When South Campus President Peter Jordan began his role, he met with faculty, staff and community members to develop a shared vision for the diverse campus. At the end of one meeting, a young man turned to Jordan and asked, “Do you know what we call this campus? ‘Harvard by the Highway.’”
In that moment, Jordan found his vision. It’s one that still guides the campus, which turns 50 in 2017.
“The fact of life is that many of our students couldn’t make it to Harvard – not because they’re not intelligent enough – but because of jobs and life,” Jordan said of the campus near where Interstate 35W intersects with Interstate 20. “They need us to provide them that quality of education.”
That education for 50 years has put students on a highway to brighter economic futures.
Jordan sees the powerful metaphor transform into reality every day. The South Campus offers access to quality teaching and learning for a diverse student body that includes many first generation, college-bound students.
From its mechanical and industrial programs, to preparing students to pursue bachelor degrees, “TCC continues to change and save lives,” Jordan said. “Where else can a young man or woman from a family with a median income of $20,000 learn skills and earn credentials that lead to starting salaries of $50,000 and above in three short years? That’s the TCC and South Campus story.”
While Tarrant County Junior College began with voters’ approval in 1965, the South Campus opening with more than 4,700 students in 1967 made it a reality.
“What developed on South that first year set the pattern for everything that was to follow,” Jordan said.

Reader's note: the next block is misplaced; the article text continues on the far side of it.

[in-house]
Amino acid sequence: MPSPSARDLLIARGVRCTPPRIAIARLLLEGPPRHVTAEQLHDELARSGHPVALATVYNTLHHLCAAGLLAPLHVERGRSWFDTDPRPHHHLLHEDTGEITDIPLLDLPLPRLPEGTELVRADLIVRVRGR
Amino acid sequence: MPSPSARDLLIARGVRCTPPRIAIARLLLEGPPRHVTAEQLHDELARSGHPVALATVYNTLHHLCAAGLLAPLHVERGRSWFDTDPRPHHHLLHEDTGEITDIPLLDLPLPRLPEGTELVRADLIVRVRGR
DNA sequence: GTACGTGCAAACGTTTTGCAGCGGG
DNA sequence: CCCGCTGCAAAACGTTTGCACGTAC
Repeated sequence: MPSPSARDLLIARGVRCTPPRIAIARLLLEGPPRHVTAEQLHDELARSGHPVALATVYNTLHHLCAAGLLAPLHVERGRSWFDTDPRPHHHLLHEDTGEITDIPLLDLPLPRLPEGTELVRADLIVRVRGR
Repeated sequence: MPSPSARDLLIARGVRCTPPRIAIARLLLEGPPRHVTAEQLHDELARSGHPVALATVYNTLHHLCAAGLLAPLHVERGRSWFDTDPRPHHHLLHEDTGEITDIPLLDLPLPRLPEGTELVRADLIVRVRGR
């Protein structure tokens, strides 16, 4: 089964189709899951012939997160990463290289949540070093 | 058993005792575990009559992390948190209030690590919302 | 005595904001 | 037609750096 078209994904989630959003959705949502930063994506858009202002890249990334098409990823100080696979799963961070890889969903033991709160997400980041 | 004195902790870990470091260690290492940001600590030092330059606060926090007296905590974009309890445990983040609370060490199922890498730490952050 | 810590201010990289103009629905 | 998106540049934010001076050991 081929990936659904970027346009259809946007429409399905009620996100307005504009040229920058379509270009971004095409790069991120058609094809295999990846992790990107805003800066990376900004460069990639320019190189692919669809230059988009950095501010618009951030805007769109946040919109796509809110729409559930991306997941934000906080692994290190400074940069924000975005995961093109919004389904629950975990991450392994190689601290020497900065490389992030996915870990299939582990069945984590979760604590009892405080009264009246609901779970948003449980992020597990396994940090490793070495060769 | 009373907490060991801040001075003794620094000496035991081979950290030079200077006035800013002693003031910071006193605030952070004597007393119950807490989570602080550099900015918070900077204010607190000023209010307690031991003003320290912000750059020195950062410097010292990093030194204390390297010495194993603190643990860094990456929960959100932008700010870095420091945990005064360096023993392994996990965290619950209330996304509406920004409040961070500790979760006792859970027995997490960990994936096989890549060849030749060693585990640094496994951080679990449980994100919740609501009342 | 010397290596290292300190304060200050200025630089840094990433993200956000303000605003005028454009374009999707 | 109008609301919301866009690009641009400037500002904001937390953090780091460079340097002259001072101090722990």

Many of the original faculty, staff and administrators moved to the Northeast campus and others, taking with them the precepts that guided the South campus’ development.
“It’s the lessons learned by these early adopters and founding faculty and the example they set that have become the gold standard for TCC and community colleges across Texas,” Jordan said.
More than 100,000 students study at TCC’s six campuses, pursuing degrees, certificates or continuing education courses. At the South Campus, about 8,700 undergraduates learn with an additional 5,000 enrolling in continuing education courses study.
In its early years, the South Campus developed an innovative method of teaching drama by bringing in a small company of professional actors who acted in lead roles while teaching and mentoring students. Now, it continues to lead the way with its Center of Excellence for Energy Technology with its exposed mechanical systems for learning and training.
“South has always been the campus where you could incubate an idea, where you could try it first,” said Gladys Emerson, vice president of Continuing Education Services for the South Campus.
That can be seen throughout its history from a program that for decades helped high school students enhance their English, writing and math skills to the newest program of Generation Hope, which encourages middle school students in science, technology, engineering and math.
“It’s the people of South Campus, their commitment to serving students and the community, their creativity and innovative spirit and their passion for teaching and learning that sets South Campus apart from others,” Jordan said.
As it celebrates its 50th anniversary throughout 2017, the College wants to honor the legacy of those who designed, built and sustained the College. “It’s our goal to reconnect the campus with a past that will fuel and sustain its future,” Jordan said.